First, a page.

While most of us think of Queer Eye when we hear of the Fab 5*, in functional medicine nutrition model this refers to a different group of fabulous:
1) Omega-3 fats
2) Fat soluble Vitamins (A,D,E,K)
3) Glutathione (a master antioxidant and major component of liver detox)
5) Short Chain Fatty Acids (SCFA)
These five tend to be sorely lacking in the modern body and are best influenced by dietary intakes. Fatty cold water fish, cultured foods, loads of vegetables (esp. crucifers for glutathione) and organ meats can have you covered here, and exercise can also increase probiotic diversity, SCFA production in the gut and raise glutathione levels (who knew??)
While supplements are extremely helpful for those who are extremely depleted or chronically ill, starting with the foundation of a healthy diet and exercise is the cheapest, most impactful way to get you there. Here’s how:
A) Include organ meats 1-3 times a week; pate, heart, gizzards, mixing liver in meatballs or burgers, and drinking bone broth are great ways to do this. Organ meats are a great source of fat soluble vitamins and trace minerals. I FINALLY found a pate recipe that I really enjoy (I detest liver) after years of looking in Mickey Trescott’s Nutrient Dense Kitchen. It has been a total game changer.
B) Get a combination of high intensity, high impact movement and more relaxing, low intensity movement weekly. Walk as much as you can (our ancestors easily did 8-10 miles daily) and aim for short, high intensity intervals of 30 minutes or less 2-4 times weekly to boost glutathione levels and promote healthy gut bacterial diversity.
C) Consume cold water fish 3 times a week or supplement with omega-3 fatty acids (including a GLA to ensure appropriate balance of fatty acids when supplementing). Omega 3 fats preserve brain and heart health and keep inflammation at bay.
D) Consume cultured/fermented veggies daily from a variety of sources to easily introduce billions of probiotics into your body. Start with 1 tablespoon and work your way up to 1/2 cup depending on your needs. Kefir, sauerkraut, kombucha, kim chee, and many other options are out there! These foods promote healthy gut flora and crowd out opportunistic infections. Buyer Beware — if these foods are not refrigerated, they do not contain active, live cultures. They must be refrigerated to prevent exploding jars of ferments, so if you see a shelf stable kraut know it is a dead kraut.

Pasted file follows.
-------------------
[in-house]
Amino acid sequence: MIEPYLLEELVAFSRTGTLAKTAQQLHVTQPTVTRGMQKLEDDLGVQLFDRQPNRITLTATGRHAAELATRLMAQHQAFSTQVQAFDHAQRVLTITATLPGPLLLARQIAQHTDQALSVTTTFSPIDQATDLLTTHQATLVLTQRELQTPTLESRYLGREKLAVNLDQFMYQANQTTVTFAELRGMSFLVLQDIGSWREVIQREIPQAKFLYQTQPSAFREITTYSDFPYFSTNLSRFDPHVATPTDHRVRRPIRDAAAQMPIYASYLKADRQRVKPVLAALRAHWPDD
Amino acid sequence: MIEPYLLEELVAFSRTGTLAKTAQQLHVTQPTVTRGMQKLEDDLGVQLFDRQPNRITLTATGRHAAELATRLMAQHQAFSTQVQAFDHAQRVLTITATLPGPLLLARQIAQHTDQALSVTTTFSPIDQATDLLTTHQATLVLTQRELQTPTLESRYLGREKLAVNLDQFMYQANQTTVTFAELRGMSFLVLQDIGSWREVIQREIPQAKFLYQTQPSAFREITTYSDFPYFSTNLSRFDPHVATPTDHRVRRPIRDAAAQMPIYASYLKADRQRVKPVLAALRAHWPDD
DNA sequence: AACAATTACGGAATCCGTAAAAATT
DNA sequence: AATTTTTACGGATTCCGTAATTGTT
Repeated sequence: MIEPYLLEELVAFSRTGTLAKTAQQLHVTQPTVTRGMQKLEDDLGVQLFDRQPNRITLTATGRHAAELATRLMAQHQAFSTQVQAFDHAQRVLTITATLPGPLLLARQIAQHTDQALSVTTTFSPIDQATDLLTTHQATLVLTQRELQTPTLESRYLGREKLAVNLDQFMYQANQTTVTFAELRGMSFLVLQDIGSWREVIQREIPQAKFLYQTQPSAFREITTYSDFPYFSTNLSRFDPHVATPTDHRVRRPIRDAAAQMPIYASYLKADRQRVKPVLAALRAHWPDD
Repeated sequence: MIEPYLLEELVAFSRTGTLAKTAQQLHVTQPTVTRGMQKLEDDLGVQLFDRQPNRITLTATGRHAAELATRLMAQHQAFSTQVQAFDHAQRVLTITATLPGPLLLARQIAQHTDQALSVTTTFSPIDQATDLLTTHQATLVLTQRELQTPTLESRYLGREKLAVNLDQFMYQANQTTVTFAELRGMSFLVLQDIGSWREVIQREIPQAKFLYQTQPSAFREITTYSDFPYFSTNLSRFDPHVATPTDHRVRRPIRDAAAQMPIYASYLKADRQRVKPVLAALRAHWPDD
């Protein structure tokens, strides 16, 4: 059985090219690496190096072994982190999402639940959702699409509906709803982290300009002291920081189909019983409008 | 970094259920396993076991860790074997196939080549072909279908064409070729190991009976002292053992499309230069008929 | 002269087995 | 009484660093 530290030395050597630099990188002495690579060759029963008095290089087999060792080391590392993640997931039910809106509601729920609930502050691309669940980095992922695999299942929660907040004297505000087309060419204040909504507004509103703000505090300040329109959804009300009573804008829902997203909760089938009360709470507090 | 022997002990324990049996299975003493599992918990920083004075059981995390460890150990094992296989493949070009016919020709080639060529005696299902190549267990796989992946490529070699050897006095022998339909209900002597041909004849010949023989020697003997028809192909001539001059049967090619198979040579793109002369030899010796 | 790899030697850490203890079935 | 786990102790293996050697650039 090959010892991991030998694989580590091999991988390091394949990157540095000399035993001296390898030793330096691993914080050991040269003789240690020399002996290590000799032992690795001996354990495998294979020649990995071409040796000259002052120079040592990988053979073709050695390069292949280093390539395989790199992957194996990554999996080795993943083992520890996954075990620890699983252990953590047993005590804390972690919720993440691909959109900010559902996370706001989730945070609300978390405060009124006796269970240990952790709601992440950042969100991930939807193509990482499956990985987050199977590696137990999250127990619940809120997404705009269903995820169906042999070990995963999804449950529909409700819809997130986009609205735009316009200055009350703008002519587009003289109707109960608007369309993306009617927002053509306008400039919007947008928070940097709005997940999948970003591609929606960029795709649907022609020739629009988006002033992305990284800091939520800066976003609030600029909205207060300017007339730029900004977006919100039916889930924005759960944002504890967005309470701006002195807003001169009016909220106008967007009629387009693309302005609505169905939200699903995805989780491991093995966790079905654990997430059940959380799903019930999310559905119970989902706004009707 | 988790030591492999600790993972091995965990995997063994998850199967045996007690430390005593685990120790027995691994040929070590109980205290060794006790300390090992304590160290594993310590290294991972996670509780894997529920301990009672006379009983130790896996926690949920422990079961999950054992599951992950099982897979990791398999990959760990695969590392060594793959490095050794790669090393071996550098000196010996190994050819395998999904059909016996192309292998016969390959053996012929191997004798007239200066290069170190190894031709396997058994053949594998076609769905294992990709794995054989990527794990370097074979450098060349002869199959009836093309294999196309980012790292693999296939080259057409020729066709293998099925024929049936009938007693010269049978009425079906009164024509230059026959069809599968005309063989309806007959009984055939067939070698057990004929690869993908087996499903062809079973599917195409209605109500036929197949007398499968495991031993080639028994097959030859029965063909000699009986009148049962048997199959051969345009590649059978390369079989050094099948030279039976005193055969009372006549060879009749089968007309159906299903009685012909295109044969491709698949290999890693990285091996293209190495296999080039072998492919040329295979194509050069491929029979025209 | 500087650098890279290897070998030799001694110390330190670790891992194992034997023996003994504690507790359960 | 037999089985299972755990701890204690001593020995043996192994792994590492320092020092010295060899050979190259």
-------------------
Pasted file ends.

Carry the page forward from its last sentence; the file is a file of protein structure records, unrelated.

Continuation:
E) Fat soluble vitamins are prolific in your cold water fish, organ meats as well as egg yolks. Vitamin E is found in nuts, seeds, and olive oil. Vitamin K is most abundant in green vegetables, so load those plates high! Check you levels of Vitamin D in both summer and winter so you can determine appropriate supplementation, if needed. These vitamins are crucial for immune health, bone health, cancer prevention and more.
F) Focus on vegetables! Population studies indicate that the healthiest people consume more vegetables, with 10 or more servings of produce daily demonstrating the greatest benefit. Vegetable fibers directly feed gut bacteria, and they in turn produce short chain fatty acids, which serve as fuel for the cells that line the gut wall. These cells directly impact immunity, gut health and brain health, but lack of integrity in the gut is associated with disease throughout the body, from Parkinson’s and Alzheimer’s to heart disease and osteoporosis.
A diet rich in fermented, raw and cooked vegetables, nutrient-dense organ meats and seafood, with appropriate levels of exercise can keep you strong, energized and vibrant for all the years of your life. Increased levels of environmental and social stressors coupled with decreasing nutrient density from poor soil and increasing carbon dioxide rates have loaded extra demands upon the body, requiring even more attention to nutrient density to maintain health than was needed just 20-30 years ago.
That said, increasing demands upon our time and energy can make it even harder to accomplish this. Lack of familiarity with foods like organ meats, or poor experiences with vegetables growing up make it incredibly difficult to bring these foods back into regular fare, even when we know we should. My generation experienced a great deal of gym class trauma and soggy canned spinach that turned many of us away from the very things we needed to thrive. But now we are all adults, and it is up to each of us to overcome our history to serve our future. It took me five years to find a way to eat liver that I enjoy, so don’t give up! Where there is a will there is a way.(A special thank you to Dr. Eric Dorninger for introducing me to the power of the Fab 5!!)
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